The holiday season puts everyone in a giving mood and trying to find that perfect gift for a loved one or friend. Websites take advantage of that heavy online traffic by offering free trials to reel people in for a “free trial.”
Like many others, Alexandria Wemyss is a Dimondale resident who fell victim to an online scam from a free trial of a weight loss supplement. The website stated the bottle was free, and all she had to pay was $4.95 for shipping. A deal right?
“I decided to try it, I figured oh, 4.95 that’s cheap, alright and you know…here I am,” said Wemyss
Wemyss is left over $500 in the hole, in hopes to get her money back, but says she just wants people to be aware of fake sites and do their research before typing in those credit card numbers.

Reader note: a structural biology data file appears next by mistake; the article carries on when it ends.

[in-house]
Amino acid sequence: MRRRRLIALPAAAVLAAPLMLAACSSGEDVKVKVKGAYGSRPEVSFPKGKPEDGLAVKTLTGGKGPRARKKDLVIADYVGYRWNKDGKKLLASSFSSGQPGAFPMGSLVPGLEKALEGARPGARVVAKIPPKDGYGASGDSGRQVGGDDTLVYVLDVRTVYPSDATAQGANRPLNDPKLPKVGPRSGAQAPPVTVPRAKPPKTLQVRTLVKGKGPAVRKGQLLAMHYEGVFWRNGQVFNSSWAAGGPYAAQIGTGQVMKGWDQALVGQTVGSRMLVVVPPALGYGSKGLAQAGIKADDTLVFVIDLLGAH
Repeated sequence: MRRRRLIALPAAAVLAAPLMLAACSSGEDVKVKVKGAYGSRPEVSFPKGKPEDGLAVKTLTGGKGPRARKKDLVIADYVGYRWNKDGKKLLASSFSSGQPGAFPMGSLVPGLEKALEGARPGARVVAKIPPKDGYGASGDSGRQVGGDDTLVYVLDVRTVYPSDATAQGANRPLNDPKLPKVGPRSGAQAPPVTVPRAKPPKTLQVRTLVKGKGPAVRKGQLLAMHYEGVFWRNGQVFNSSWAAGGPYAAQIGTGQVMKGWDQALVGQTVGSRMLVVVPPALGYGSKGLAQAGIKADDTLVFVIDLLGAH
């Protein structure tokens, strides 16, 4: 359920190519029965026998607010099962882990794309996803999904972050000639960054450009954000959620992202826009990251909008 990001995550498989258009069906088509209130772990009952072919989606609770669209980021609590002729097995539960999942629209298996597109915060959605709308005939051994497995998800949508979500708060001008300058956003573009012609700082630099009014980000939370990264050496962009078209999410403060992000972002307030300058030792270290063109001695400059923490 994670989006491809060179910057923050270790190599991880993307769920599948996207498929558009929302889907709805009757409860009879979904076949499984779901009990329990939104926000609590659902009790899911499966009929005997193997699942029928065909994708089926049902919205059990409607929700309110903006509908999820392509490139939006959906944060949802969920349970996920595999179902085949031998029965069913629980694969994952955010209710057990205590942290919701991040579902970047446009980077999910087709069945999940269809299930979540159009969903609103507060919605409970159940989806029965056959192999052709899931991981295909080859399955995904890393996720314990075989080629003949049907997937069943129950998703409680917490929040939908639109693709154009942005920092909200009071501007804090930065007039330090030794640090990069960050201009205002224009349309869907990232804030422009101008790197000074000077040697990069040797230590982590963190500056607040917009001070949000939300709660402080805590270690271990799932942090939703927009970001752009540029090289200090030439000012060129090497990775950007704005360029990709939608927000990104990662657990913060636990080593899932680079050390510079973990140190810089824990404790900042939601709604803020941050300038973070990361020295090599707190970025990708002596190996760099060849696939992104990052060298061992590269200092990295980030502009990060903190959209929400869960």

“I could have looked at reviews because there was reviews about how it’s a scam, don’t buy it. There were other people complaining about how they had lost hundreds of dollars due to this company,” said Wemyss.
Wemyss isn’t alone though. There are thousands of these cases a year that get reported to the Better Business Bureau and Catlett says along with reviews, you should also look at the fine print.
“The language of an agreement that you are clicking off that you agree to if it’s an online kind of scam, is hidden away. It’s either in the small print at the bottom or you have to click through links and most of us never bother reading all that language, you just say yeah I agree because you think these are honest organizations, and they’re not,” said Better Business Bureau of Western Michigan President, Phil Catlett.
Catlett added that free trials are usually never free.
“When they say free trial, everything about that trial is designed to make it not free,” said Catlett.
Wemyss says there’s really no other way to describe how she was left…”bamboozled.”